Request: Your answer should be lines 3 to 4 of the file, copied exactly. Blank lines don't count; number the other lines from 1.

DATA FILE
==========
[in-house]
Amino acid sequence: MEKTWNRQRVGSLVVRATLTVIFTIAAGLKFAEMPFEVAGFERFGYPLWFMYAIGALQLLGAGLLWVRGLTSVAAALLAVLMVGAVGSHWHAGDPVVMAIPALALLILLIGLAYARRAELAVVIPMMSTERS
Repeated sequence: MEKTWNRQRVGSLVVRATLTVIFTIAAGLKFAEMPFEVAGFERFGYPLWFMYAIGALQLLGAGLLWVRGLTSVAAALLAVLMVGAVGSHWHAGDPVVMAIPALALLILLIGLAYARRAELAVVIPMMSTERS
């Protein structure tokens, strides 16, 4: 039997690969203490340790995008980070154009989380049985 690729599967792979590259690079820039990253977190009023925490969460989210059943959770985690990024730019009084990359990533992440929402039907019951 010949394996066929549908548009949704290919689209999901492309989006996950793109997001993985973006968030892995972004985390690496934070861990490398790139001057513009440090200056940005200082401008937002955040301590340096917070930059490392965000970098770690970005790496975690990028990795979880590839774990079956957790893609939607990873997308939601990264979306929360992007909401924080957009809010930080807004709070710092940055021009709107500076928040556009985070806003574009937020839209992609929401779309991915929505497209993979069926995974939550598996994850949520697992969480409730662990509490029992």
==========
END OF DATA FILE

Repeated sequence: MEKTWNRQRVGSLVVRATLTVIFTIAAGLKFAEMPFEVAGFERFGYPLWFMYAIGALQLLGAGLLWVRGLTSVAAALLAVLMVGAVGSHWHAGDPVVMAIPALALLILLIGLAYARRAELAVVIPMMSTERS
């Protein structure tokens, strides 16, 4: 039997690969203490340790995008980070154009989380049985 690729599967792979590259690079820039990253977190009023925490969460989210059943959770985690990024730019009084990359990533992440929402039907019951 010949394996066929549908548009949704290919689209999901492309989006996950793109997001993985973006968030892995972004985390690496934070861990490398790139001057513009440090200056940005200082401008937002955040301590340096917070930059490392965000970098770690970005790496975690990028990795979880590839774990079956957790893609939607990873997308939601990264979306929360992007909401924080957009809010930080807004709070710092940055021009709107500076928040556009985070806003574009937020839209992609929401779309991915929505497209993979069926995974939550598996994850949520697992969480409730662990509490029992």